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Improper waste disposal, a colossal loss to the country


Collecting e-waste
 
 
Waste disposal
A recycling plant

Sri Lankans contributed to collect 15 million lunch sheets a day according to a research done jointly by the University of Kelaniya and the Central Environment Authority in 2012.

Researchers revealed that 20 million shopping bags are dumped each day while 20 million

yoghurt cups and one million sachet packets are dumped per month. Every time some one goes shopping he/she brings home several polythene bags which are not recycled or reused. Around six to seven shopping bags are discarded each day by a family. That number has to be multiplied with approximately 4.2 million families in the country.

Garbage is a persistent problem as it is not disposed properly. Solid waste managemnet is a vital factor to mitigate the adverse effects of environmental pollution.

Public places are worst affected. A popular place like Sri Pada is known to collect two and half truck loads of waste per day. The quantity of waste increases according ot the number of visitors according to the Central Environment Authority.

In controlling the garbaeg menace the authorities have taken two important steps such as post consumer plastic management and solid waste management.

Post Consumer Plastic Waste (PCPW) has created problems in all communities in a major way. Though numerous steps have been taken to address the problem it still remains unsolved. due to the improper disposal of garbage which causes enormous damage to the environment.

Imports

Sri Lanka imports annually a considerable amount of plastic raw materials

and finished products and a major portion of them ends up as Post Consumer Plastic Waste causing severe environmental problems. The Project was initially funded by 1 percent Cess imposed on imports of all plastic raw materials and finished goods and thereafter it was increased up to 10 percent on reducing prices of virgin plastics due to a fuel price drop in 2009.

Under the National Post Consumer Plastic Waste Management Project, the Central Environment Authority over the years has come up with different programs to address the problem. The National Post Consumer Plastics Waste Management Project will focus on three main programs such as development of regional plastic waste collection system, development of plastic recycling network and awareness and promotional campaign.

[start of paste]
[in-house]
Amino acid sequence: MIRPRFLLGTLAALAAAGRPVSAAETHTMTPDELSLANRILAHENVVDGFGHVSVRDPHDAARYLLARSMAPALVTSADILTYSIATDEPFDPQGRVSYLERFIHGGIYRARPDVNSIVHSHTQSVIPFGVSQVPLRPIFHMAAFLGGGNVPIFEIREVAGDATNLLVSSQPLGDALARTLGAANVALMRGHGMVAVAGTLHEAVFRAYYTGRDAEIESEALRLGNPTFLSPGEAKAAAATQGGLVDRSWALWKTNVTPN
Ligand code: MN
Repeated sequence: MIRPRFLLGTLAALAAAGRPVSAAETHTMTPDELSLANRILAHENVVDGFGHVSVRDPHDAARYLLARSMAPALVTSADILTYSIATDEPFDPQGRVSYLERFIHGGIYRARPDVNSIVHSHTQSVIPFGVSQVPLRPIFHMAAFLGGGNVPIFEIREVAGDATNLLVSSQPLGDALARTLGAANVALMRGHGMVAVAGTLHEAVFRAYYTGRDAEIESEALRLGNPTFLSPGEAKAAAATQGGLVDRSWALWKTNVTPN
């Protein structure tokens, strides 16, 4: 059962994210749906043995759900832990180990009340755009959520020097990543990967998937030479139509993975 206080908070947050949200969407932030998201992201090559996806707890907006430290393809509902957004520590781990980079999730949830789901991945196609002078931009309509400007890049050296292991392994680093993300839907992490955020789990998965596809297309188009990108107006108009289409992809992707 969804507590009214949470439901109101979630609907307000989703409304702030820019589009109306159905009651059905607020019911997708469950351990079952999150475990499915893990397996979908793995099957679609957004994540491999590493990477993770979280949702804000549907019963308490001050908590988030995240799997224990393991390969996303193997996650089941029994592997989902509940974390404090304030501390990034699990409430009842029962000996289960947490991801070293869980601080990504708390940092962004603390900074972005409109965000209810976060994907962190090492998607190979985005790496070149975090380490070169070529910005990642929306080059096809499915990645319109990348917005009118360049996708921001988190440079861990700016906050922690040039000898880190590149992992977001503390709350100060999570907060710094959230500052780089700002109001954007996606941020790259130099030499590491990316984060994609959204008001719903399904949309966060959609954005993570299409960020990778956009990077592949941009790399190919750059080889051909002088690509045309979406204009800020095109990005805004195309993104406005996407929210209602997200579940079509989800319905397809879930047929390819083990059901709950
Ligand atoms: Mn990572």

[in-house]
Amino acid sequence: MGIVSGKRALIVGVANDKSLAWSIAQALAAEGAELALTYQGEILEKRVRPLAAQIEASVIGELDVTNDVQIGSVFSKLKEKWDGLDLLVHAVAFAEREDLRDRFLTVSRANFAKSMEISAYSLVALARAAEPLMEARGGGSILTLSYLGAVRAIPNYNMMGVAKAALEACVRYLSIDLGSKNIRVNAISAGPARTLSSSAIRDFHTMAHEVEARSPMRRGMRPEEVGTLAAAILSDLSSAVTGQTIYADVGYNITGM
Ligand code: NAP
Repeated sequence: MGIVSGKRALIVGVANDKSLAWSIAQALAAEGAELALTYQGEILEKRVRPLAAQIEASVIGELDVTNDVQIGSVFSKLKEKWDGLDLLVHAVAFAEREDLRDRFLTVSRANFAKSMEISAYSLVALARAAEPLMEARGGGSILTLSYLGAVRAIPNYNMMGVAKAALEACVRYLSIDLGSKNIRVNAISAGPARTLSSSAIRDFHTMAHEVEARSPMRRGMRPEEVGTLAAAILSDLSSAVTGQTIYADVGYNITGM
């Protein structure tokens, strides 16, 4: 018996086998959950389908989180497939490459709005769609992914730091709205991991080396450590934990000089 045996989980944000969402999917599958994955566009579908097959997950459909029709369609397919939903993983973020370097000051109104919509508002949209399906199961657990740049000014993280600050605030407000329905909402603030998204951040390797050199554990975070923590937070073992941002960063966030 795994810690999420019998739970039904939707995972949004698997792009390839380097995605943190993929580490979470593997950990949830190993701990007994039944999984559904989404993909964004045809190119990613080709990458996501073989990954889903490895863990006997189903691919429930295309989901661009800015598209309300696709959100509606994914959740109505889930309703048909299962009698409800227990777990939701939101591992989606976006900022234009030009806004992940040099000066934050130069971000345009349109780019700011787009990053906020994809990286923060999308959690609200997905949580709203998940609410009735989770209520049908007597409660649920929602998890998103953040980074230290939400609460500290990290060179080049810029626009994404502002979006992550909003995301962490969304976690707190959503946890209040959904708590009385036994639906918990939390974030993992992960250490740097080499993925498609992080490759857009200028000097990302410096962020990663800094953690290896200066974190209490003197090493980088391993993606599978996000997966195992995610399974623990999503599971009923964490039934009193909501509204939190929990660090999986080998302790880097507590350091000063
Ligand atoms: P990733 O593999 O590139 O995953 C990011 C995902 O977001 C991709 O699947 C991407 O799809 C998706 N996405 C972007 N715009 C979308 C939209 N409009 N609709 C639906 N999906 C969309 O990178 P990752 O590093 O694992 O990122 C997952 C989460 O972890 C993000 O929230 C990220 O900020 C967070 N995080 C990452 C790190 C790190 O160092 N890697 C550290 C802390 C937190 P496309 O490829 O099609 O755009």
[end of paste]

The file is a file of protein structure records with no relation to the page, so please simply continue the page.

The project, implemented in mid 2007, also focus on the behavioural change among consumers to ensure proper disposal of plastic waste and to put in place the necessary logistics to enable the collection and recycling.

Contamination

A considerable portion of the post consumer plastic consist of lunch sheets, grocery bags and carrier bags.In recycling these plastic and polythene the biggest problem is its contamination with dirt - in the case of lunch sheets those are thrown away with left over food . These contaminations need to be removed, thus these post consumer plastic waste was washed before recycling.

To expedite this process the CEA established a new system to wash the waste in recycler plants.

The washing plants are set up in Western province - one for each district.

Heavy polythene is easily accepted by the recyclers as those are easy to recycle and less contamination. Plastics are especially troublesome, as different types of plastic require different processing to be reformulated and re-used as raw material. Recycling e lunch sheets, shopping bags is not a an easy task.

Solid waste

Garbage is indeed a problem that has spread far and wide and is affecting people from all walks of life. Garbage not only is a eye-sore but also helpd breed mosquitoes and attract flies..

Municipal Councils spend millions of rupees a day on garbage collection.

This garbage mostly include discarded vegetable and fruit particlesand solid waste.

The shortage of dumping sites for the local authorities has worsened the situation as open dumping sites create huge environmental and health issues Through the CEA the Local Authorities were given the technical know-how and the funding to tackle this issue and made use of this municipal waste as a resource based on the limited space and facilities they have.

On a rough estimation, in the western province alone, 60 to 70 percent of the waste are perishable waste and another 15 to 20 percent is recyclable waste. Therefor, waste can be used as a resource. The composting of perishable waste is also implemented at different level at houses and and local authority level.

While using different techniques to manage, recycle solid and post consumer plastic waste the authorities need to set up a technique to change the behavioural patterns of the humans if we wish to have a clean environment.